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A Lot or a Little?
What you will—and won't—find in this movie.
Money can't buy love. Life is unfair. Physical love is the easy part. The hard part is loving someone with your heart. Though it's played for comedy, the fact is that the movie is about a rich white man who "buys" a black man for his son to play with.
Positive Role Models
An unemployed journalist wants to write a book but needs to earn money to keep his home and thus is willing to "sell" his services. He signs on to amuse a 9-year-old boy when the father offers enough money to pay his mortgage. The boy acts out to get attention from his dad and also behaves cruelly toward the hired hand, but eventually the two come to love each other. The journalist's girlfriend is a crusader and organizer against the Ku Klux Klan and racism. A federal indictment hangs over a rich man, presumably for corruption of some kind. To help his own interests, the man tries to trick a senator into publicly socializing with someone the senator doesn't know is a KKK leader.
Violence & Scariness
A Confederate flag is proudly displayed in Bates' office.
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Sex, Romance & Nudity
A woman wears extremely low-cut clothing that shows most of her breasts, boasting that her husband paid for their surgical enhancement. A nanny keeps pulling another employee into her bedroom and jumping him until he wiggles free. A man invites a friend into his house and announces that he was about to make love to his girlfriend. The clothing shown in a full-length portrait of a woman disappears at the press of a button, showing her completely nude for a moment. Jack sits on Bates' lap to show him how to demonstrate affection to Bates' son. When someone sees them, the implication is that the men were engaging in gay sex.
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"S--t," "bastard," "t-tties," "ass," and "boobs."
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Drinking, Drugs & Smoking
Adults drink alcohol and smoke cigarettes and cigars.
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Parents Need to Know
Parents need to know that The Toy is a 1982 comedy about a spoiled 9-year-old who asks his wealthy, indulgent father to give him the amusing black man he sees playing in the toy department of his father's store. The father pays the man to stay with the child, which certainly raises questions of slavery and ownership. These are mentioned but not sufficiently to erase the movie's underlying ick factor. A large portrait of a nude woman is briefly shown. Language includes "s--t," "ass," "t-tties," and "bastard." Adults drink alcohol and smoke cigarettes. A federal indictment hangs over a rich man, presumably for corruption of some kind. To help his own interests, the man tries to trick a senator into publicly socializing with someone the senator doesn't know is a KKK leader. A woman wears extremely low-cut clothing that shows most of her breasts, boasting that her husband paid for their surgical enhancement. Jack sits on Bates' lap to show him how to demonstrate affection to Bates' son. When someone sees them, the implication is that the men were engaging in gay sex. A Confederate flag is proudly displayed in Bates' office. To stay in the loop on more movies like this, you can sign up for weekly Family Movie Night emails.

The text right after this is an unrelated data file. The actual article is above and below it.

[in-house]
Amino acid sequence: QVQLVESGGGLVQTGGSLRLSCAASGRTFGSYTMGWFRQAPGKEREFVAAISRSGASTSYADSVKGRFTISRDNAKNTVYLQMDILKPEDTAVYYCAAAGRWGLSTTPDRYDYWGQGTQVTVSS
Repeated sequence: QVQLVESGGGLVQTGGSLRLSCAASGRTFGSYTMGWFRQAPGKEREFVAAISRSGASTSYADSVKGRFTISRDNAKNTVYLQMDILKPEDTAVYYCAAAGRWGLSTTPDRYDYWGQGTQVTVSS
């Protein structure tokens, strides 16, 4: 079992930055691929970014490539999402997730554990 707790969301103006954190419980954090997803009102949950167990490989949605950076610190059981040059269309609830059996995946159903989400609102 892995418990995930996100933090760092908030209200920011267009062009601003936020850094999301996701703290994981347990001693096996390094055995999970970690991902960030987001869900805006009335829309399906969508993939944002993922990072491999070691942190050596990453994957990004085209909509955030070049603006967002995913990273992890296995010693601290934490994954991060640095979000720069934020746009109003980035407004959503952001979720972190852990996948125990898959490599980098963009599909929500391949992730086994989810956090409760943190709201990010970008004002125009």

Is It Any Good?
The comedy in this terrible movie is broad and stale, with Pryor grimacing and chewing the scenery to an embarrassing degree. Given his usual comic brilliance, Pryor's discomfort in The Toy isn't really surprising. But there isn't much even a talent like Pryor could have done with a script that can only be described as stupid. There's no effort in the script to show why an out-of-work journalist, who has no kids nor mentions any interest in them, is particularly goofy and playful, the kind of guy who enjoys playing all by himself in a store's toy department. The schtick is all forced and far beyond the suspension of disbelief category. The level of humor hovers between pedestrian and kindergarten, but language includes "s--t," "bastard," "t-itties" and "ass," suggesting caution be advised with regard to an audience of most young kids.
Gleason, famed for The Honeymooners and TV sketch comedy, was a dramatic standout in The Hustler, but he's utterly dreadful here, stuck with horrible lines and wearing what seems to be a different toupee in every scene. People refer to U.S. Bates as "U.S.," which often deliberately is pronounced "You Ass." When the movie tries to be meaningful, as when Jack advises the 9-year-old about true love, the change in tone from dumbed-down comedy is too abrupt for even good advice -- love with all your heart -- to be taken seriously. All attempts at serious social commentary, like Jack's nods to racism -- "things like truth, justice, and the American way just do not work for me" -- and references to corruption in business and government, in addition to the weak subplot about an anti-KKK group, fall flat.
Did we miss something on diversity?
Research shows a connection between kids' healthy self-esteem and positive portrayals in media. That's why we've added a new "Diverse Representations" section to our reviews that will be rolling out on an ongoing basis. You can help us help kids by suggesting a diversity update.